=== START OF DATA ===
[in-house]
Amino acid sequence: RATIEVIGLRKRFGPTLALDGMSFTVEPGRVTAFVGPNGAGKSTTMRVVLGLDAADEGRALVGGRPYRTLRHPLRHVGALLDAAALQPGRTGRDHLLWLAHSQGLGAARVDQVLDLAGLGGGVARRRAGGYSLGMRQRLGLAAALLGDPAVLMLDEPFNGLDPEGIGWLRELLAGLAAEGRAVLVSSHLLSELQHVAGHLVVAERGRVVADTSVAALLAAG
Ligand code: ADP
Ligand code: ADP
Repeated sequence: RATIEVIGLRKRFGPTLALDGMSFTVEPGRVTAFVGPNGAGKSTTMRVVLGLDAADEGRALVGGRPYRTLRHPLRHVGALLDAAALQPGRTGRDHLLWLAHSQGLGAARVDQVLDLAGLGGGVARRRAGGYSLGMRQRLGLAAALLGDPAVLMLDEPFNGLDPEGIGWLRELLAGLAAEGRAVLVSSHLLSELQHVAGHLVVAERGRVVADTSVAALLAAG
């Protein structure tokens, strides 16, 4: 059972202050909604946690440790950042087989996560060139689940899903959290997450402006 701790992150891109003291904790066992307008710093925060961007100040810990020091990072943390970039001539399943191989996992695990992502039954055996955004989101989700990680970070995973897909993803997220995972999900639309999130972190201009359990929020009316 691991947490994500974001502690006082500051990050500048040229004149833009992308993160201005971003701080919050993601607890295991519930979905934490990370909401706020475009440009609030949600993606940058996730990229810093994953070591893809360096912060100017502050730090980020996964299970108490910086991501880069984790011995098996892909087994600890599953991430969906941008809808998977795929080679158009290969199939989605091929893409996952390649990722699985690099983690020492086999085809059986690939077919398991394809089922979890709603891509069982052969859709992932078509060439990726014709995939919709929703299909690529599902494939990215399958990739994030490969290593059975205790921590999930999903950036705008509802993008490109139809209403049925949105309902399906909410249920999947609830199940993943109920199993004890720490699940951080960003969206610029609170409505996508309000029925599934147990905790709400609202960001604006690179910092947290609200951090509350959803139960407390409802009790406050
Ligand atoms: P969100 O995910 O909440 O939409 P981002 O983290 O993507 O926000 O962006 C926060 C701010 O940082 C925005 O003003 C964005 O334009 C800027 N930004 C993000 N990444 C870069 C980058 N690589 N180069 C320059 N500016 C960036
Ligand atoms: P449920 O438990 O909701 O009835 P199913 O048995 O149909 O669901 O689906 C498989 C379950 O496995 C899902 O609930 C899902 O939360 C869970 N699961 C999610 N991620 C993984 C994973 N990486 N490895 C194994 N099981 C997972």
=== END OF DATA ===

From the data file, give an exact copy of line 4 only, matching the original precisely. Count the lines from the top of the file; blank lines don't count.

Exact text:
Ligand code: ADP